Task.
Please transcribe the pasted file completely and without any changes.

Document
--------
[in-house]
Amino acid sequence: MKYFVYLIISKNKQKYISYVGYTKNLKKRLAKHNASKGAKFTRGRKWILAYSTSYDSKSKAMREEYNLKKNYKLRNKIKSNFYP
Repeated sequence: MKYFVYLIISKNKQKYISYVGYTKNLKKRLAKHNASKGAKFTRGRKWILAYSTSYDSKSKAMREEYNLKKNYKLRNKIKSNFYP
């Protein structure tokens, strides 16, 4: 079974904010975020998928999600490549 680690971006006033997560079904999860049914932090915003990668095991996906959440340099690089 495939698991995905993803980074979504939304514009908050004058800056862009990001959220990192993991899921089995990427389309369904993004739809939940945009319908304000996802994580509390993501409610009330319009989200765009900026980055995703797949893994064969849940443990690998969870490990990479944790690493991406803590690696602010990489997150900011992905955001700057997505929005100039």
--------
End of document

[in-house]
Amino acid sequence: MKYFVYLIISKNKQKYISYVGYTKNLKKRLAKHNASKGAKFTRGRKWILAYSTSYDSKSKAMREEYNLKKNYKLRNKIKSNFYP
Repeated sequence: MKYFVYLIISKNKQKYISYVGYTKNLKKRLAKHNASKGAKFTRGRKWILAYSTSYDSKSKAMREEYNLKKNYKLRNKIKSNFYP
């Protein structure tokens, strides 16, 4: 079974904010975020998928999600490549 680690971006006033997560079904999860049914932090915003990668095991996906959440340099690089 495939698991995905993803980074979504939304514009908050004058800056862009990001959220990192993991899921089995990427389309369904993004739809939940945009319908304000996802994580509390993501409610009330319009989200765009900026980055995703797949893994064969849940443990690998969870490990990479944790690493991406803590690696602010990489997150900011992905955001700057997505929005100039």